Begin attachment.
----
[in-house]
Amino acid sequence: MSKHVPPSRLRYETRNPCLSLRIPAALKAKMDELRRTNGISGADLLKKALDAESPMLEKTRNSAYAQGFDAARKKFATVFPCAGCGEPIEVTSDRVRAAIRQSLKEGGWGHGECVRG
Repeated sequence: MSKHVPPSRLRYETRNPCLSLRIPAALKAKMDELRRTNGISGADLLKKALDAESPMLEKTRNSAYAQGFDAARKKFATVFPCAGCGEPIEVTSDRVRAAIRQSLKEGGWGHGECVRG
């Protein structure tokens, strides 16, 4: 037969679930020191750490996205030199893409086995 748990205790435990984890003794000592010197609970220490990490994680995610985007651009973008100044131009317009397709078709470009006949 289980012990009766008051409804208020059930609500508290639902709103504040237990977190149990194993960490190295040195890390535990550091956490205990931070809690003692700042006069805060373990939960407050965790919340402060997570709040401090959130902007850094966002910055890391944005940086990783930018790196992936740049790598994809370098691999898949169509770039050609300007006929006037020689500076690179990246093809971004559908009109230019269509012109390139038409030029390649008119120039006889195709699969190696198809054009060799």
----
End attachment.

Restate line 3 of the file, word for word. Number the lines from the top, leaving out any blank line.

Repeated sequence: MSKHVPPSRLRYETRNPCLSLRIPAALKAKMDELRRTNGISGADLLKKALDAESPMLEKTRNSAYAQGFDAARKKFATVFPCAGCGEPIEVTSDRVRAAIRQSLKEGGWGHGECVRG